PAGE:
• January 9, 2024
  • CFI Communications

The Five Keys of Safe Driving

Professional driver Keith Zecman recently shared his take on the Smith System’s “five keys to safe driving.” Check out his take below and share your own safe driving tips with us.

1. Aim high in steering

“Aiming high in steering” means don’t make your steering adjustments based on what is directly in front of you. Instead, look way down the road and as far into the turn as possible. You’ll notice your turns are not only smoother, but you’re being safer, too.

Always look as far ahead as possible and observe what is happening. Recognizing danger or a potential hazard early enough will enable you to avoid the hazard in the first place. Scanning the road a half mile to a full mile ahead goes completely against our natural human response, yet it’s necessary for safe driving. Our bodies were designed for speeds of less than 10 mph. You need to learn to consciously break that natural instinct and focus farther ahead.

Scanning ahead will also cause you to drive more smoothly. You’ll find there are fewer sudden stops and hard braking during your drives because you aren’t taken by surprise as often. However, if you aren’t looking ahead, those hazards will take you by surprise, and could lead to a very dangerous situation

2. Get the big picture

One of the first things I noticed as a driver finisher was how people seem to become fixated on things — a potentially deadly habit.

When drivers fixate on something, they are not getting the big picture of the road ahead, which means, they can’t form an escape plan if necessary, and they lose track of vehicles around them.

The ultimate goal? Never be caught off guard. Know where each and every vehicle is around you, and spot all hazards early and often.

Curves up ahead, speed limits (trucks should slow 5 to 10 miles slower then posted sign on curves), exit numbers, car brakes ahead, low clearances, weather conditions, etc., together form the big picture while driving.

3. Keep your eyes moving

We have two types of vision: peripheral and central. Peripheral vision detects undefined objects of interest, while central vision investigates those objects with clarity.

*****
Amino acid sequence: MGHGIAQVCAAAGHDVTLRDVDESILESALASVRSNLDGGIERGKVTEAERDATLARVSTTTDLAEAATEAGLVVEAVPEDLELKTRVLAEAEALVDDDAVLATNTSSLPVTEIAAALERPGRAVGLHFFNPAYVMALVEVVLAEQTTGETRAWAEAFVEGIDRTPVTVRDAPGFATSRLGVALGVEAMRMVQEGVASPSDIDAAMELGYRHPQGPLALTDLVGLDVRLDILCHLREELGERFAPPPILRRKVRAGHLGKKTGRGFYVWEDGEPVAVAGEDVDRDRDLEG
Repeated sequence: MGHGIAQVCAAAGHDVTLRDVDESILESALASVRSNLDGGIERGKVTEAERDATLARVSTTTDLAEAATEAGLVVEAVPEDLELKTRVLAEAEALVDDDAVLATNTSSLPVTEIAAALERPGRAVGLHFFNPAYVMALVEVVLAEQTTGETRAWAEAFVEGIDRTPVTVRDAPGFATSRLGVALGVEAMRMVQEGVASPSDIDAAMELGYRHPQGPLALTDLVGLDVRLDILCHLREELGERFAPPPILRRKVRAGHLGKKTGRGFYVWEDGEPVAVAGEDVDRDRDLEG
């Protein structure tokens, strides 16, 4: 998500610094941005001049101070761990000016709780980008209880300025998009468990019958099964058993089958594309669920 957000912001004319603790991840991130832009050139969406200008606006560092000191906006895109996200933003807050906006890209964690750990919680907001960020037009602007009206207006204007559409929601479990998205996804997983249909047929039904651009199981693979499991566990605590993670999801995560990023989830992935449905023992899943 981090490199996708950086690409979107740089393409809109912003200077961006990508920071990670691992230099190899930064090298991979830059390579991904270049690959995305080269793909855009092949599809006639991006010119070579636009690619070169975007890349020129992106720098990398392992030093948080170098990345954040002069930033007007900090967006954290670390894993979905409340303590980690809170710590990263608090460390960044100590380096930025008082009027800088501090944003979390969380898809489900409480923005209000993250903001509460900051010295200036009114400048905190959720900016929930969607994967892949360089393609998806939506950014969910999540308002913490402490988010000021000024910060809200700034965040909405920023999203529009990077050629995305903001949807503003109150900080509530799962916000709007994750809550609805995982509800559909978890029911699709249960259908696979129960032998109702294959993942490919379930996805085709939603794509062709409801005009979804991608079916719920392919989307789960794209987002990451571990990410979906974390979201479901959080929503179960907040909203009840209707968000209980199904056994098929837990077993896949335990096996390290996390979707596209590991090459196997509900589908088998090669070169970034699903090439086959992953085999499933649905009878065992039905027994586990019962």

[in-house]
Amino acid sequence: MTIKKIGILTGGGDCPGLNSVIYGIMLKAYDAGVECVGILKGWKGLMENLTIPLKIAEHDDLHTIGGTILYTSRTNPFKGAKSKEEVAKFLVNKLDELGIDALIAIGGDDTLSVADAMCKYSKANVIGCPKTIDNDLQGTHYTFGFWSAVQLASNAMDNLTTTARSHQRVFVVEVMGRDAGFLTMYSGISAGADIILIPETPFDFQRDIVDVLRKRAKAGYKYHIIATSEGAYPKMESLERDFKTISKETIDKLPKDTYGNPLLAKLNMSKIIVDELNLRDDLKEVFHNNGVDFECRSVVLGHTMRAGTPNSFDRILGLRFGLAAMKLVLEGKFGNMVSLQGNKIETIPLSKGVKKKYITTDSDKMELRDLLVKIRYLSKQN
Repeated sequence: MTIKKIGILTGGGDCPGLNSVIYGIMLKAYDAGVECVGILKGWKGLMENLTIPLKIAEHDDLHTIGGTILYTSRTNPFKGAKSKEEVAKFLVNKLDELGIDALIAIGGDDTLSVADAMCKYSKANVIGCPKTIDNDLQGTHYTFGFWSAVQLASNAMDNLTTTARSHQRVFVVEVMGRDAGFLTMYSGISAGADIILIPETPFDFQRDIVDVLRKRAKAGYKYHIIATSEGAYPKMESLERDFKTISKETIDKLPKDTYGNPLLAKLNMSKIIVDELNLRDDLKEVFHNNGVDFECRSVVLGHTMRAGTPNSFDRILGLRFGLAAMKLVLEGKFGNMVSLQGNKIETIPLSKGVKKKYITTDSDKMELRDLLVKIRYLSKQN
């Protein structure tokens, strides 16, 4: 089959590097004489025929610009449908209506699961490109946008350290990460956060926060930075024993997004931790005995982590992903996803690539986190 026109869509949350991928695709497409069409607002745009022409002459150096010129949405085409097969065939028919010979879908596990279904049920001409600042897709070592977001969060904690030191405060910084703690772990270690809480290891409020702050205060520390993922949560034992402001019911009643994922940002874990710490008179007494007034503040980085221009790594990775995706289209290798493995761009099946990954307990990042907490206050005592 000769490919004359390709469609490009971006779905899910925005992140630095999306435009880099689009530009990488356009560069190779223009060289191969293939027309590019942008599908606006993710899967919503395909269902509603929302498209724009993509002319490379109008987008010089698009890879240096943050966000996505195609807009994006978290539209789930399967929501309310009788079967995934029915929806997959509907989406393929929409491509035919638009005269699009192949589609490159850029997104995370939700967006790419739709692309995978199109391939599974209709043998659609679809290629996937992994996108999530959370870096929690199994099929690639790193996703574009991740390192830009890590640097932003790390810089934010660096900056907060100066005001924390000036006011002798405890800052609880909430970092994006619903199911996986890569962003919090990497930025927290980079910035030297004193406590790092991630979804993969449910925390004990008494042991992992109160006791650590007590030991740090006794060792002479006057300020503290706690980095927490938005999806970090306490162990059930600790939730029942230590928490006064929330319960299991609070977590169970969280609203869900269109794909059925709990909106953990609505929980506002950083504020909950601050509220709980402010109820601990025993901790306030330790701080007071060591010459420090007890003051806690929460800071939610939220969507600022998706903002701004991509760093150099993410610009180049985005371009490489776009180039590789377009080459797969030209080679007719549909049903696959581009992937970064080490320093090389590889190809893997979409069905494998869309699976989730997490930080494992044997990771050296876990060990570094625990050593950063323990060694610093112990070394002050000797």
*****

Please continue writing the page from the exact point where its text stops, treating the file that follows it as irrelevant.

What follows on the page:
Keep your eyes moving, every five to eight seconds. Observing things in quick glances maximizes your central and peripheral vision. Keeping your early warning system continuously engaged and your mind alert, assures your avoidance of a fixed or blank stare, and keeps your brain stimulated and alert.

Before entering an intersection, look left, right, and then left again. Look left twice because, normally, the first vehicle that could hit you would come from the left.

Don't forget about all of your mirrors! As part of your scanning, you should glance into your mirrors every few seconds. It only takes a fraction of a second and it will help you get a clear picture of your surroundings and available escape routes (such as having to make a quick lane change).

4. Leave yourself an out

One of the most important driving tips I can share is to always have an escape plan. Drivers should always assume the worst will happen and be prepared for it. Constantly ask yourself questions and make up possible scenarios in your head. Some examples:

  • What if the driver in front of you slams on his brakes for no apparent reason, or an animal runs into the roadway?
  • What if someone blows a tire, or swerves to avoid an object in the road near me?
  • What if the approaching vehicle drifts into my lane?

One of the simplest ways to always have an escape plan is to establish and maintain a buffer zone. Swerving should actually be a last resort. If you are forced to swerve, that means you were following too closely. Keep a safe following distance, and the side of your vehicle free from obstructions if possible.

5. Make sure they see you

What Is Eye Contact?

Eye contact is a major benefit of proper communication with others in the driving environment. Through eye contact we assure ourselves that our intentions have been communicated, frequently bringing the desired response from other drivers and pedestrians. Eye contact, however only indicates that people see you. It does not guarantee that they will do what you would like.

Techniques for Seeking Eye Contact

  • Use your horn. A light, friendly tap or two can usually bring eye contact.
    There is no need for a long blast that might imply your disapproval, or irritate others.
  • Use your headlights; the human eye is attracted to light.
  • Use your brake lights; Early braking alerts people behind you and gives them more time to respond.
  • Use hand signals. If you have time and if your window is open, hand signals can show your intentions especially to drivers behind you.
  • Be ready to quickly alter your plans. If your signals are not heeded, use your space cushion as your out.
  • Always, use your turn signal when changing lanes, and making right or left turns, even if you don’t see anyone behind you. Initiate your signal 3 to 4 seconds before change lanes.

Bonus Key: G.O.A.L.

Get Out And Look

When backing up, after your setup, walk to the back of your trailer into the spot you’re backing into. Assess the area and ask yourself the following: Am I too close to something? Does my angle look right? How much room do I have? (Front and back.) What are all the obstacles here — a pole, a pot hole, a curb, another trailer on either side, etc.?

Remember, it doesn’t matter how many pull up’s you have to do to get you trailer safely into a dock or spot. Take your time while backing; don’t be intimidated by others around you waiting to get into a spot. And ignore those on the CB radio. If you’re taking advice from your CB, remember, if you hit something, you’re the one with the accident, not the person helping you.


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